Last fall, the New York Times reported, "With the rise of social media, many business owners have sought to control what their employees post on the various social networks." However, recent litigation proves that employers should tread carefully. The National Labor Relations Act gives every employee the right to engage in protected concerted activity, which includes complaints made from employees to other employees made on social media.
American Idol Season 11 winner Phillip Phillips has filed a petition with the California Labor Commissioner, arguing that 19 Entertainment, Inc. (the producer of the hit talent show) unlawfully acted as a “talent agency” in contravention of the California Talent Agencies Act (CTAA).
Under the CTAA, only licensed talent agencies may procure jobs — such as media appearances — for its clients, a restriction that 19 Entertainment allegedly flouted when it engaged Phillips for — or, according to Phillips, in many instances forced him to accept — a number of high-profile media appearances, including those on The Tonight Show and The Today Show. According to the petition, American Idol contestants must enter into a number of agreements with 19 Entertainment to appear on the program, including a recording agreement, a management agreement, and a merchandising agreement.
On January 12, 2015, California’s Office of Environmental Health Hazard Assessment (OEHHA) issued a proposed regulation to revise the required warning statement for products containing chemicals listed by the state under Proposition-65 (Prop-65). A link to the Prop-65 proposal can be found here.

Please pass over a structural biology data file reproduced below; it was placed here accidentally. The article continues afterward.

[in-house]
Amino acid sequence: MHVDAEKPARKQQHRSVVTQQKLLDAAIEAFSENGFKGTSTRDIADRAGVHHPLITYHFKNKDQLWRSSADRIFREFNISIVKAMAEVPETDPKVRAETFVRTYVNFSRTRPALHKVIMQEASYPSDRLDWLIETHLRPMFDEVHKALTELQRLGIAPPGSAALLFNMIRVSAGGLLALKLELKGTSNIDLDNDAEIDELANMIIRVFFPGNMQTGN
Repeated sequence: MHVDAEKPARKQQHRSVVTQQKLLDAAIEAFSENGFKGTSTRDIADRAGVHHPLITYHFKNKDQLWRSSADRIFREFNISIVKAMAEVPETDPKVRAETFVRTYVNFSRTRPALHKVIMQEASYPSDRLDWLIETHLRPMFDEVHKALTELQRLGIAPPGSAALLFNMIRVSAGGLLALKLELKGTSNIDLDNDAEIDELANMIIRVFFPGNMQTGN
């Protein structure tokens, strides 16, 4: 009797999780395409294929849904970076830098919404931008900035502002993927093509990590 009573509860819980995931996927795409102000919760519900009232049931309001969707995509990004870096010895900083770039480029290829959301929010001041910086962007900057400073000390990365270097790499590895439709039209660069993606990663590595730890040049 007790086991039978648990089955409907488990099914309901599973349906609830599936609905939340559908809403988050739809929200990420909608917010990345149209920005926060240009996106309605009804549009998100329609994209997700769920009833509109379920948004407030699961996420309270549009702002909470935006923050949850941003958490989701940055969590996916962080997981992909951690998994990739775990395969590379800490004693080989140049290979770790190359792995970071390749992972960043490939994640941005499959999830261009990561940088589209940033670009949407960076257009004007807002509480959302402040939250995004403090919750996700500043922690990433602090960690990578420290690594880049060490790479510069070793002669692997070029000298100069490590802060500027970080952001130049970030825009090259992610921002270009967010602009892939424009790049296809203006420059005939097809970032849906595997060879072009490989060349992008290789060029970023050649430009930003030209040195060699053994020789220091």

In part, the proposal would require Prop-65 warnings to specify certain listed chemicals by name. Under the proposal, OEHHA would also establish a new website that would provide detailed information for the public about exposures to Prop-65 listed chemicals. The proposed revisions to Prop-65 warning requirements are the first substantive revisions to the law in over 30 years.
Last week, the Footwear Distributers and Retailers of America (FDRA) hosted a briefing on cybersecurity trends in the retail industry. In light of the high-profile data breaches in 2014 — including many at the retail level — the briefing aimed to inform the footwear industry on the nature of today’s cyber threats and the way to most effectively secure private information.
In a recent decision, the Ninth Circuit ruled for discount retailer Costco in a copyright dispute involving the importation and sale of “gray market” Omega watches. In Omega S.A. v. Costco Wholesale Corp., Case Nos. 11–57137, 12–56342 (9th Cir. Jan. 20, 2015), the Ninth Circuit held that Costco’s sale of Omega watches was permissible under the first sale doctrine, which protects the resale of a lawfully produced copyrighted work.